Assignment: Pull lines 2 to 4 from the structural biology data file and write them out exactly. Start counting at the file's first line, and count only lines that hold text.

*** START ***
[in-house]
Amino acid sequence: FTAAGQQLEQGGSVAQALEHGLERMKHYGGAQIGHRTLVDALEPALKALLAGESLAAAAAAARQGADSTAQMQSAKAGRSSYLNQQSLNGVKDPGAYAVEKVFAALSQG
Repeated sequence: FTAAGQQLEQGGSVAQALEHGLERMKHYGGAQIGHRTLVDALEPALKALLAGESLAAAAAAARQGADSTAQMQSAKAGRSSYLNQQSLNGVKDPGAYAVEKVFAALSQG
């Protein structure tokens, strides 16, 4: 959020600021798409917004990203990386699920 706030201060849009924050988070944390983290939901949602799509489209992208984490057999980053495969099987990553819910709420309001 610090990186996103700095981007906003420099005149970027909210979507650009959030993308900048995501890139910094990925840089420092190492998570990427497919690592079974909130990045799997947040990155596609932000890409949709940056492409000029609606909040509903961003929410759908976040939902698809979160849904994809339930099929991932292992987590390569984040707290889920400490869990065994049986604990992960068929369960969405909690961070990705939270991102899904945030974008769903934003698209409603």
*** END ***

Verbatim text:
Amino acid sequence: FTAAGQQLEQGGSVAQALEHGLERMKHYGGAQIGHRTLVDALEPALKALLAGESLAAAAAAARQGADSTAQMQSAKAGRSSYLNQQSLNGVKDPGAYAVEKVFAALSQG
Repeated sequence: FTAAGQQLEQGGSVAQALEHGLERMKHYGGAQIGHRTLVDALEPALKALLAGESLAAAAAAARQGADSTAQMQSAKAGRSSYLNQQSLNGVKDPGAYAVEKVFAALSQG
């Protein structure tokens, strides 16, 4: 959020600021798409917004990203990386699920 706030201060849009924050988070944390983290939901949602799509489209992208984490057999980053495969099987990553819910709420309001 610090990186996103700095981007906003420099005149970027909210979507650009959030993308900048995501890139910094990925840089420092190492998570990427497919690592079974909130990045799997947040990155596609932000890409949709940056492409000029609606909040509903961003929410759908976040939902698809979160849904994809339930099929991932292992987590390569984040707290889920400490869990065994049986604990992960068929369960969405909690961070990705939270991102899904945030974008769903934003698209409603």